In both cases, whether what you tried worked or did not work, ask yourself the important question – Why? If it worked, why did it work? What about that movement pattern makes it work with a different weapon? If it didn’t work ask yourself the same things. Hopefully you will come to recognize two big things:

One – if a movement pattern works no matter the weapon, that pattern will be repeated in your system and other systems.

Two – if a movement pattern doesn’t work then there is something particular to that weapon/system that makes it unique.

One of the hardest things about Universals is recognizing them in other arts. This is because they may not look like what you’ve trained and internalized. So we need to look beyond the explicit movements and look at what the movements are trying to accomplish. A boxer bobbing to avoid a punch and countering with their own punch, a Khevsureti from Georgia dropping to their knees & thrusting to avoid a blow, a tai chi practitioners slightly twisting their shoulders to avoid a punch, a rapier fencer executing a passata sotto, a wrestler sprawling to avoid a double leg takedown. Despite these motions looking very different from each other, each is an example of a Universal Principle: Evasion is an excellent defense. This is why looking at what the movement accomplishes is so important.

Henry Angelo, Naval Cutlass Exercise

    After all, the movements themselves are the means to an end. This is why it is also important to allow students (and yourself) to make each technique and movement their own – so long as it still accomplishes the goal of the technique. “If it’s dumb and it works it ain’t dumb.”. 

    The major benefit to all of this work of finding principles is that it allows one to become a martial arts translator. If you are able to recognize that a particular movement is a forehand descending blow with a weapon then when teaching you can explain that it is a fendente, or an oberhau, or an Angle 1, or a mandritto, or a kesa giri, you are able to translate what you want to see into what the student already knows. This closes the understanding gap and allows them to practice, in a way, their Art with a new weapon which cuts down on the amount of explanation and talking time and increases the hitting/throwing time we all come for.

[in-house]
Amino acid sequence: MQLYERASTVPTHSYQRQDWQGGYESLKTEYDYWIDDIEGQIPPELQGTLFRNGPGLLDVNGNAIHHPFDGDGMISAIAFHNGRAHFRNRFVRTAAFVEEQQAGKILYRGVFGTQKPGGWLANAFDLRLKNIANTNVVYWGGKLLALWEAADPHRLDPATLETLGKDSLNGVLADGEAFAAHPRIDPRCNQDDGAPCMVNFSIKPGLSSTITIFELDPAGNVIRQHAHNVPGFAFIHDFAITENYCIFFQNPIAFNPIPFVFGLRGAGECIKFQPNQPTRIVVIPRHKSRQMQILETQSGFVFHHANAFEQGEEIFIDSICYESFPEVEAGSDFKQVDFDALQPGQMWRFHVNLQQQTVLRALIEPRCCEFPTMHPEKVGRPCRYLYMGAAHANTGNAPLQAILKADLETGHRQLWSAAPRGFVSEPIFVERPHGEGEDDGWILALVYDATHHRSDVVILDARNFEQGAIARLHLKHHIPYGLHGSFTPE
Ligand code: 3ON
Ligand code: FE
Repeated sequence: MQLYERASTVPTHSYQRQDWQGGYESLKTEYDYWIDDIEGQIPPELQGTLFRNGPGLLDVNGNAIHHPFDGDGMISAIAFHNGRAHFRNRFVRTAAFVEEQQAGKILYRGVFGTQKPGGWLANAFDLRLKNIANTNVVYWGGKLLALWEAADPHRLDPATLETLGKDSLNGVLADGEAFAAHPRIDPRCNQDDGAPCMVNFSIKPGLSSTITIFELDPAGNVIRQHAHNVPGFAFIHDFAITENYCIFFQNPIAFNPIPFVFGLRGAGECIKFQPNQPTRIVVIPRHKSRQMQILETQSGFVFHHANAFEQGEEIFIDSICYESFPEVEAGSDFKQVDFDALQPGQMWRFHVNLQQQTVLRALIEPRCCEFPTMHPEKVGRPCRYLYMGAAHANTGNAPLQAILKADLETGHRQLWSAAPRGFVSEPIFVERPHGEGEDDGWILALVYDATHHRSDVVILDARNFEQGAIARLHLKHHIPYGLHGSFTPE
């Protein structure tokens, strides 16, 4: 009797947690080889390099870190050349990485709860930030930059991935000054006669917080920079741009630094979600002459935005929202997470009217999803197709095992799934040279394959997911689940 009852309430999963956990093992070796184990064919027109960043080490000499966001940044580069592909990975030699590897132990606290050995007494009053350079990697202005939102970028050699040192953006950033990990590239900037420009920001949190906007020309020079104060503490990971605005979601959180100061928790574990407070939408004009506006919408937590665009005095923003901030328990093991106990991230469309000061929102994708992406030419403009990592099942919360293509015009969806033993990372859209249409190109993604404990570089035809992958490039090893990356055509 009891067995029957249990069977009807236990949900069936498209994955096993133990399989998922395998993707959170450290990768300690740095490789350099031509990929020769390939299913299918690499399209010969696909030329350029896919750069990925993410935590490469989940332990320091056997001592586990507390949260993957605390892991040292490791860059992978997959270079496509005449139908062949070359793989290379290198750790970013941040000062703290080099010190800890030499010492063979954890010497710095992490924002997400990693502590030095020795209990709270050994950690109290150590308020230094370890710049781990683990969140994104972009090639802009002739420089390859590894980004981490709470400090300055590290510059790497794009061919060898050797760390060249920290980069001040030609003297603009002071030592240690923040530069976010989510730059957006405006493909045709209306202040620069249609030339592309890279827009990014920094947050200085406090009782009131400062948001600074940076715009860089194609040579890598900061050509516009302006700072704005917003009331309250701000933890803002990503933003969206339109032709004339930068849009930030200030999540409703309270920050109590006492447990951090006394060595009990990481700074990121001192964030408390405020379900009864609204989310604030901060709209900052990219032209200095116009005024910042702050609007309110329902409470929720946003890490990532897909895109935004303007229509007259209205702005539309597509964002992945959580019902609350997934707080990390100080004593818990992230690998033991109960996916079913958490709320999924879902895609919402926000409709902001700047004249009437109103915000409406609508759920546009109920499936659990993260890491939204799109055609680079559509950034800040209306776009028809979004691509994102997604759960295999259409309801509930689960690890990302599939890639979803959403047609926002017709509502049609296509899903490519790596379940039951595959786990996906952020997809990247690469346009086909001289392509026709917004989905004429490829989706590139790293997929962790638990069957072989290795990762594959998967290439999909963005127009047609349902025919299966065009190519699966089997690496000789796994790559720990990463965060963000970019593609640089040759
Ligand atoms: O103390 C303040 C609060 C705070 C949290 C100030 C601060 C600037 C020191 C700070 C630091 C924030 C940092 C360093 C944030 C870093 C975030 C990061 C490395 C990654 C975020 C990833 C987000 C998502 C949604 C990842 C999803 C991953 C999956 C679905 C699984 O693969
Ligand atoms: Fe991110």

So a practice for this is to watch videos or take classes in another Art and translate what you see into your own Art. If there is not a term for what you see in your Art, how can you define what you saw in your language?

“It is important to draw wisdom from many different places. If we take it from only one place, it becomes rigid and stale.” – Uncle Iroh

If you keep asking why you eventually end up here – why bother? Why do this at all? Why not just study my system, or several related systems, and just do my thing? You can do that and be very happy and a very accomplished student of the Art. But stretching your boundaries does nothing except deepen your understanding of the Art. You understand what things seem to work in a variety of places and what things are heavily dependent on context. 

Ultimately the wisdom of Iroh rings true (as it almost always does). Understanding how to find principles lets you gain wisdom from many sources. I have never studied Japanese sword arts but by perusing “The Sword and the Mind” (Thanks Jim) I have been able to put into practice some new techniques and gain some new insights all without ever picking up a bokken. Could I do this without my years of training in Armizare? I don’t think so. 

I’ll leave you with a final analogy – the Art is a big color wheel. The principles are the primary colors. The multitude of techniques are what happens when you mix all those primary colors. This is how you create works of art. Of Art.